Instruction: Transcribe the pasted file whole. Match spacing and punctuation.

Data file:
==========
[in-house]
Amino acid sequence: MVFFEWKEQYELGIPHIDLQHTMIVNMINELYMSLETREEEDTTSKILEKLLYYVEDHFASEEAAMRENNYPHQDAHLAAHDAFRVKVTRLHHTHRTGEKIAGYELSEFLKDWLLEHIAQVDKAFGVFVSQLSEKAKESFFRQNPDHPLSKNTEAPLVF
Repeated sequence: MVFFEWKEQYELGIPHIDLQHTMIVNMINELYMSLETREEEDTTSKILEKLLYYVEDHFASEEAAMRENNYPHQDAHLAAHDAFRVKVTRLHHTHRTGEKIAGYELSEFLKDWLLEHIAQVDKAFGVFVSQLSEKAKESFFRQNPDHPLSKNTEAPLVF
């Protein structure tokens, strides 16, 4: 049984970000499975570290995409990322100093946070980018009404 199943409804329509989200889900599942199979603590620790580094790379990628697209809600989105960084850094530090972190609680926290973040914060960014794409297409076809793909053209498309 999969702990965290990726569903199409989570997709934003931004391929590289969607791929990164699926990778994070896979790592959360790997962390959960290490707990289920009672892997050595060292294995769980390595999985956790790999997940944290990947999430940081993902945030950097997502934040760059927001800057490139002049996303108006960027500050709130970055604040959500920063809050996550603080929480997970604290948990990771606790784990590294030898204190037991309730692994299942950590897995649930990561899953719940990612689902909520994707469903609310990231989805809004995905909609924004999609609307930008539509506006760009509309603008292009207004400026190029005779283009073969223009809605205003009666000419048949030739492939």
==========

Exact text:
[in-house]
Amino acid sequence: MVFFEWKEQYELGIPHIDLQHTMIVNMINELYMSLETREEEDTTSKILEKLLYYVEDHFASEEAAMRENNYPHQDAHLAAHDAFRVKVTRLHHTHRTGEKIAGYELSEFLKDWLLEHIAQVDKAFGVFVSQLSEKAKESFFRQNPDHPLSKNTEAPLVF
Repeated sequence: MVFFEWKEQYELGIPHIDLQHTMIVNMINELYMSLETREEEDTTSKILEKLLYYVEDHFASEEAAMRENNYPHQDAHLAAHDAFRVKVTRLHHTHRTGEKIAGYELSEFLKDWLLEHIAQVDKAFGVFVSQLSEKAKESFFRQNPDHPLSKNTEAPLVF
């Protein structure tokens, strides 16, 4: 049984970000499975570290995409990322100093946070980018009404 199943409804329509989200889900599942199979603590620790580094790379990628697209809600989105960084850094530090972190609680926290973040914060960014794409297409076809793909053209498309 999969702990965290990726569903199409989570997709934003931004391929590289969607791929990164699926990778994070896979790592959360790997962390959960290490707990289920009672892997050595060292294995769980390595999985956790790999997940944290990947999430940081993902945030950097997502934040760059927001800057490139002049996303108006960027500050709130970055604040959500920063809050996550603080929480997970604290948990990771606790784990590294030898204190037991309730692994299942950590897995649930990561899953719940990612689902909520994707469903609310990231989805809004995905909609924004999609609307930008539509506006760009509309603008292009207004400026190029005779283009073969223009809605205003009666000419048949030739492939």